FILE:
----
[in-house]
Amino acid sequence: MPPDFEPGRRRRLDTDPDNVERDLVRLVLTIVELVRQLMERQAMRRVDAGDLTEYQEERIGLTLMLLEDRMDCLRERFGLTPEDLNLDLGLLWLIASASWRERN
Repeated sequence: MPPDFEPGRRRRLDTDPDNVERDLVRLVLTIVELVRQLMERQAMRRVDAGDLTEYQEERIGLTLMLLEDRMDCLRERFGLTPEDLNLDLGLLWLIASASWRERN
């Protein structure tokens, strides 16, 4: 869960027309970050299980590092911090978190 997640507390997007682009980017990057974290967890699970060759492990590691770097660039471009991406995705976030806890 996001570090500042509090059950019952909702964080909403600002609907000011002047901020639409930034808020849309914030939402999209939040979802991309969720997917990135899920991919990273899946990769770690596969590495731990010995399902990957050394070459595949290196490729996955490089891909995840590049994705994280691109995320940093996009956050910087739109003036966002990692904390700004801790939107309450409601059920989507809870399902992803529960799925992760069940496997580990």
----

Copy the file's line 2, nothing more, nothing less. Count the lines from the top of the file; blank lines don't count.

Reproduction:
Amino acid sequence: MPPDFEPGRRRRLDTDPDNVERDLVRLVLTIVELVRQLMERQAMRRVDAGDLTEYQEERIGLTLMLLEDRMDCLRERFGLTPEDLNLDLGLLWLIASASWRERN